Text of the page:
Elite Models to Fork Over $450,000 to Unpaid Interns in Class Action Settlement

The latest unpaid intern vs. employer legal case has developed quite differently from some of the more drawn out and litigious cases we've heard about over the past couple of years.
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Dhani Mau
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The latest unpaid intern vs. employer legal case has developed quite differently from some of the more drawn out and litigious cases we've heard about over the past couple of years.
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The latest unpaid intern vs. employer legal case has developed quite differently from some of the more drawn out and litigious cases we've heard about over the past couple of years.

Back in February, a former Elite Model Management intern slapped the modeling agency with a $50 million lawsuit. Plaintiff Dajia Davenport interned during the summer of 2010 and claimed that Elite “deliberately misclassifies its interns as exempt from wage requirements,” despite having them work over 40 hours per week. Less than a year later, the two parties are reaching a settlement. As a result, Elite won't be paying up $50 million for a class action lawsuit, but the interns involved will be getting compensated.

On Friday, the District Court for the Southern District of New York approved a $450,000 class action settlement, guaranteeing participating interns a minimum payment of $700, and as much as $1,750. It's the largest settlement of an intern class action to date.

While the money has not yet been doled out, the settlement has been approved, which means that a notice can now be sent out to interns, who will then be given the opportunity to participate by submitting a claim form. The compensation amounts are estimates based on thorough research. Seven hundred dollars, for instance, would cover minimum wage for someone who worked for a four-week period, explained Steven L. Wittels, whose law firm Wittels Law is handling the case. He described it as "a very favorable sum to the interns."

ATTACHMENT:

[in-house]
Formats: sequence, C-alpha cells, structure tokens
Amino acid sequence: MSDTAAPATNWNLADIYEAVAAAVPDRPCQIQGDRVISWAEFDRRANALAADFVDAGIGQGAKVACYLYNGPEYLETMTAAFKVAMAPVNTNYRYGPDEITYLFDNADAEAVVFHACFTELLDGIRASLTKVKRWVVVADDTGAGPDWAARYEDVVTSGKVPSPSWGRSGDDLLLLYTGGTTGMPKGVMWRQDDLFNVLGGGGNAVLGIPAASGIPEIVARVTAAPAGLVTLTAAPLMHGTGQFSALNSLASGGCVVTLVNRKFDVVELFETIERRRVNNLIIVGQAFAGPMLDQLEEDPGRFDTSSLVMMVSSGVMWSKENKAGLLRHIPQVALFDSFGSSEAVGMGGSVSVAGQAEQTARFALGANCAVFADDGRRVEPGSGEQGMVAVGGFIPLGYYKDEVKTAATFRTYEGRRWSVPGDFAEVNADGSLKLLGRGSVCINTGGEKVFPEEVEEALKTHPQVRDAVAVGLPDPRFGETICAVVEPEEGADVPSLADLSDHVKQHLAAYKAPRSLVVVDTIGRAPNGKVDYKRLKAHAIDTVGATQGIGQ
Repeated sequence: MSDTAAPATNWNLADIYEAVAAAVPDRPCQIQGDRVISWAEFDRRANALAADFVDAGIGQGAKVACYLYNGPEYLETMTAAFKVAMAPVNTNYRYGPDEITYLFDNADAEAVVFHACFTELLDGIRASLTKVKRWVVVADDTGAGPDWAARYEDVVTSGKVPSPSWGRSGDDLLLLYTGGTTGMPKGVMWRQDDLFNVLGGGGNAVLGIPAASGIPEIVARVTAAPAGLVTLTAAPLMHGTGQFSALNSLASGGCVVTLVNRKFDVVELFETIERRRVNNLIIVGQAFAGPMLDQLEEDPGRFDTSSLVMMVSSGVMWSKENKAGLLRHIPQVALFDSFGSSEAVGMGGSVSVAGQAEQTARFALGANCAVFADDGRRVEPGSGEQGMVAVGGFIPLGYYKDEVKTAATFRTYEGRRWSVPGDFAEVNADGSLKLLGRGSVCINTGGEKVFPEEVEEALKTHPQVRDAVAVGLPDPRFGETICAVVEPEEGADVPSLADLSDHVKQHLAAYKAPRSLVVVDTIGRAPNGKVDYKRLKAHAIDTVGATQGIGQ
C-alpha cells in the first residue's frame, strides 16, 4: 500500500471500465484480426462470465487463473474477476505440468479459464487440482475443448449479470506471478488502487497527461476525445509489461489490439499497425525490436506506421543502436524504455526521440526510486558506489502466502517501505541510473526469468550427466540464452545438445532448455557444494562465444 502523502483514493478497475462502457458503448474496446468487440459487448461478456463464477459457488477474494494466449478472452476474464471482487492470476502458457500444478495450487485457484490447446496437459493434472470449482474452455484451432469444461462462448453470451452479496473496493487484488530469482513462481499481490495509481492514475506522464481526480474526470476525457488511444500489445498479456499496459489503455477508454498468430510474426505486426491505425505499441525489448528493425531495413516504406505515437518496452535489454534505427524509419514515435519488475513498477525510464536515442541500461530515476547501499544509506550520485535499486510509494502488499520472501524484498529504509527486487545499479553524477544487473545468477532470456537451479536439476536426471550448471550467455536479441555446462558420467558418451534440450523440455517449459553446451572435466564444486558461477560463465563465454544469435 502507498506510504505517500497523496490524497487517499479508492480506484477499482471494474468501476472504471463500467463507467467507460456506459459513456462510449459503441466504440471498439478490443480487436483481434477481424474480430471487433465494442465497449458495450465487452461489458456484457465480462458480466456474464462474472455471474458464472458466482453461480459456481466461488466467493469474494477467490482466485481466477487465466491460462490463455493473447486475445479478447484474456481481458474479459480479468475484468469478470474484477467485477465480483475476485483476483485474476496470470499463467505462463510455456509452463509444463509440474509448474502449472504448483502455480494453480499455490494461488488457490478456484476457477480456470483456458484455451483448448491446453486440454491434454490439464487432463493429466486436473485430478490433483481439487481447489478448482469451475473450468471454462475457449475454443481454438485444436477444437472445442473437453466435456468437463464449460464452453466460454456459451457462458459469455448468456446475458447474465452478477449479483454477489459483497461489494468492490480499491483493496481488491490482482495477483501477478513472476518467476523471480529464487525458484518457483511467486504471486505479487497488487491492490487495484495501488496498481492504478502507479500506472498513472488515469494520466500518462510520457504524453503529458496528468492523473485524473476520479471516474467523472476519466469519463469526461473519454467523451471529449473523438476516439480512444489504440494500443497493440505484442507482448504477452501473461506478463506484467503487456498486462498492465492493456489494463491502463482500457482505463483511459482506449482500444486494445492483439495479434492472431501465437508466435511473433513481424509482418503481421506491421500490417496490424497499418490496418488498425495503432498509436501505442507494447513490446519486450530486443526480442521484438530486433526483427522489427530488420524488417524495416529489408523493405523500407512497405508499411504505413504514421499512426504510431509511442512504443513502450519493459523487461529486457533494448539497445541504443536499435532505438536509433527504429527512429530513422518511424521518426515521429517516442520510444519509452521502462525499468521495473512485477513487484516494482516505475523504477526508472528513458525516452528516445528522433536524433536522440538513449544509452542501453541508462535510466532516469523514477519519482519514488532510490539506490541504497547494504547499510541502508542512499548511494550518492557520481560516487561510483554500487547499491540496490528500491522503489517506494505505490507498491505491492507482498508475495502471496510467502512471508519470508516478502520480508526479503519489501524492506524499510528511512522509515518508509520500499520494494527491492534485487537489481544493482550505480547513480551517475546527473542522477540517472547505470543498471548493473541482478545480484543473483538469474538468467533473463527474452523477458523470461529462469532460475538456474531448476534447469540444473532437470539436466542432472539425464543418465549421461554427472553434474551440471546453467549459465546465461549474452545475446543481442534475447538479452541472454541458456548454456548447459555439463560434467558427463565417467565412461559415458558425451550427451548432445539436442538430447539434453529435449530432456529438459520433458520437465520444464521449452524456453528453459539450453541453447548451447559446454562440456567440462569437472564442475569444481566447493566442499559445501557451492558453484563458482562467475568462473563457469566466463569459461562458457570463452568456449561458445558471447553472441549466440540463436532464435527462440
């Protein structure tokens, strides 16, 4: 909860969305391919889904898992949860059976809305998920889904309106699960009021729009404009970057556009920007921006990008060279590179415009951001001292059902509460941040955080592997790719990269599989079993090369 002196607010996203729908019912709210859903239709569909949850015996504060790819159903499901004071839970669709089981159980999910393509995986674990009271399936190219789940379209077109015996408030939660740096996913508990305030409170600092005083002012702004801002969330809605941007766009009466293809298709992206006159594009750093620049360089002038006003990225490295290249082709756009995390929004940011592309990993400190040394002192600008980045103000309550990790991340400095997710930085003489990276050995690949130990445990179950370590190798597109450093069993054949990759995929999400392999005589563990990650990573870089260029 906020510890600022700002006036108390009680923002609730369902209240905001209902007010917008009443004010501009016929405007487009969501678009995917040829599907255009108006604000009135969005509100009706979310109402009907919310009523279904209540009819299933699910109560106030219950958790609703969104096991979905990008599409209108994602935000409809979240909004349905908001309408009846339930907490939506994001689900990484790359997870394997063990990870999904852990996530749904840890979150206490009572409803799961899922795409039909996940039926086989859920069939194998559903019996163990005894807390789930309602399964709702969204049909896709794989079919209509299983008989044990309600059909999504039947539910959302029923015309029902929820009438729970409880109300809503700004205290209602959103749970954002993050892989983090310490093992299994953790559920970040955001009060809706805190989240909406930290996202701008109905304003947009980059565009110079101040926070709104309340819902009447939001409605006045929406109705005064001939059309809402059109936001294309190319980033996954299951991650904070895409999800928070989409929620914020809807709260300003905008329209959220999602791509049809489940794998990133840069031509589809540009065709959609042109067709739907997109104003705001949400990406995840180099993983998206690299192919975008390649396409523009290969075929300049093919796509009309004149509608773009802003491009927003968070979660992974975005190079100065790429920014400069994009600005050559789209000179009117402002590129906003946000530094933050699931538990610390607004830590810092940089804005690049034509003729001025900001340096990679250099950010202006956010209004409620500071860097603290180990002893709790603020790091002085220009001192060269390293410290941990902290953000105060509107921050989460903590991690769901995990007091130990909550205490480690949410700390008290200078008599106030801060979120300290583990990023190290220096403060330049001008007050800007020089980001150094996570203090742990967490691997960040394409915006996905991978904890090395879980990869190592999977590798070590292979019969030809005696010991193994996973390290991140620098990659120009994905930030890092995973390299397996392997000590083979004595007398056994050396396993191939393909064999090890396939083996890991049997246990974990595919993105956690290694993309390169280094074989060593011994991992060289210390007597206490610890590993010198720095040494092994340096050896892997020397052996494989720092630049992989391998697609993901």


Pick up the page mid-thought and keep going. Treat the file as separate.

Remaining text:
When asked whether it was normal for a company to settle and be so amenable to the plaintiff around an issue so seemingly up-for-debate as unpaid unternships, he explained, "We can see from litigation involving Hearst that companies can choose to fight all the way," but that, simply, "Elite's a reasonable company that decided to do the right thing. They should be commended."

It's not the first time the interns have won in a case like this. Two unpaid production interns from the film Black Swan successfully sued their employer when a federal district court judge in New York ruled this past June that Fox Searchlight Pictures should have paid them (though, Fox is trying to appeal).

Since then, lawsuits have been brought against Condé Nast and Warner Music Group, both of which are still pending. Meanwhile, a former Hearst intern's infamous attempt to bring a class action lawsuit against the publishing house was dismissed when a judge denied its class-action status. Which is another big difference between the Hearst case and the Elite case: The latter qualified as class action, allowing Elite to settle everything at once.

As more unpaid internship lawsuits are inevitably brought up against companies, it will be interesting to see if they go this smoothly.